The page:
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Rock Hill Board OKs Purchase Of Site For City Center


Financing is in place to purchase former Gerber & Sayers properties


September 12, 2003
 
All systems are go for the new Rock Hill City Center after the Rock Hill Board of Aldermen Tuesday approved the ordinance and signed the contract for the purchase of the Gerber site at 2630 S. McKnight Road for $1.6 million. Cost to build the city center is estimated at $13 million.

 
Last week, Rock Hill residents gathered for a town meeting at Steger Sixth Grade Center to hear Mayor Robert Salamone give an update on proposed city projects -- seen by some to be rather ambitious.

 
Projects included in the update were the City Center on McKnight Road, the Berry Road/Manchester Road project, and developmental proposals for the northwest and southwest corners of Manchester and McKnight roads.

 
Salamone said the financing through Royal Banks of Missouri for $5.1 million was in place for the first phase of the projects.

 
"We will have $1.6 million for the purchase of Gerber, $2.4 million for purchase and demolition of Sayers, and $600,000 for reimbursement to the city for expenditures on all projects," the mayor explained. "The balance is for remaining soft costs such as architectural, mechanical, and structural for the new city center complex."

 
The city is still looking for financing for the second phase of the projects for the development of the northwest and southwest corners of Manchester and McKnight roads.

 
Regarding the city center, Salamone said that the city had "adjusted our footprint on the site to provide for enough square footage to retain all amenities as planned."

 
These include a 5,000-square-foot indoor pool, 5,000 square-foot library, 5,000 square-foot workout facility, full gymnasium, 5,000-square-foot banquet facility which can be divided into four meeting rooms.

 
"By redoing this adjustment, we saved the city $2.7 million which was the estimate for moving McKnight west of its present position. Current estimates for the city complex, without having firm construction bids in place -- which will be due in January-- are coming up at $13 million," the mayor said.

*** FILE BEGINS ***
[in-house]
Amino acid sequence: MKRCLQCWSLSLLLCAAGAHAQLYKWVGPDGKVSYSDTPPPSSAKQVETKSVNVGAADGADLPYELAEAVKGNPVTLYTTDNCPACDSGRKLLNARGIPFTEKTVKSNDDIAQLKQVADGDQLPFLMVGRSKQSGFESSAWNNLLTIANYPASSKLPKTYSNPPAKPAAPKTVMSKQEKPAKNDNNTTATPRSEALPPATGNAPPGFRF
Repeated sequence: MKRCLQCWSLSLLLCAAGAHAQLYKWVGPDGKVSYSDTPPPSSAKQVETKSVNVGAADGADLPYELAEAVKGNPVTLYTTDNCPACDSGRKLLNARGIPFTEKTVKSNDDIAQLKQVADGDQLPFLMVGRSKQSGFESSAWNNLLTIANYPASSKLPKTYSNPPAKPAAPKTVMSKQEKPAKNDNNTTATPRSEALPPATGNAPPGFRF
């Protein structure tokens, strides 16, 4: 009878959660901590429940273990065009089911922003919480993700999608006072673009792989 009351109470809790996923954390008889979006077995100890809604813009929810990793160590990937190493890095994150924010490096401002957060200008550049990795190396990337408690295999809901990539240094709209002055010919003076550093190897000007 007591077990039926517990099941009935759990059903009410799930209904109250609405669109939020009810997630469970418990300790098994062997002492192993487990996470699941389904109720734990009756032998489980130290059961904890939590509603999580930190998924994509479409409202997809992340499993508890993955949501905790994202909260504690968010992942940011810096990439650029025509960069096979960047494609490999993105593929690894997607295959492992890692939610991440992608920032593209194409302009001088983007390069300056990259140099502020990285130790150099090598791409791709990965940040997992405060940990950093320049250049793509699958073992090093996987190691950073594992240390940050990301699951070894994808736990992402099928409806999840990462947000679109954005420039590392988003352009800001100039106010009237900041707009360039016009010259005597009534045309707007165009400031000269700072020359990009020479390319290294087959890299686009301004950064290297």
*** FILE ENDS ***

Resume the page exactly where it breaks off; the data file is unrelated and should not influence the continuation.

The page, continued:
Other Redevelopment Projects

 
Regarding Quebecor/Sayer property adjacent to City Hall, Salamone said the city was expected to close on the purchase Sept. 11. The Quebecor and City Hall property will be part of a 5.5-acre site that the city will own and sell to a developer. This property will then become part of a 13-acre parcel at the southwest corner of Manchester and McKnight roads.

 
The mayor said he expects the Quebecor building to be demolished within a few months.

 
Salamone added that he had met with six developers regarding Manchester/Berry roads development and the northwest and southwest corners of Manchester and McKnight roads.

 
"They each indicated they will have site concepts submitted within four to six weeks," Salamone said.

 
Previously, the city had sent out 70 requests for proposals on these areas and had received no takers.

 
"I immediately got on the phone with 10 independent developers and asked them point blank why they didn't respond," Salamone said. "They said it was not due to lack of interest. It was due to differences in their opinions as to how these projects should be composed."

 
Salamone contacted Pace Properties, The Desco Group, Don C. Musick Construction Co., G.J. Grewe, Inc., Blackstone Developers, and Duke Realty Corp. He said he has also made "very preliminary contact" with Capital Land Company. All are St. Louis companies.

 
Long-time resident Don Hanson, who has been in the "buyout" area for the last 10 years, differs with the mayor's vision.

 
"They want to turn us into a boutique-oriented, bedroom type of community," Hanson said. "It is not going to work. We tried to tell them that. There's not enough money in those outlets to give the city what it needs."

 
"They keep fighting this idea of a box store, saying they don't want a box store," Hanson said. "Now there's a lot of antagonistic views towards the city and mayor because we're seeing a situation where a certain number of homes would be designated for the retail portion which would get a larger chunk of money, than those of us who us are designated as residential would get."

 
He added, "They have made the statement themselves that within three years they could be bankrupt, and yet they want these small retail businesses that will not generate the sales tax they need," he added.

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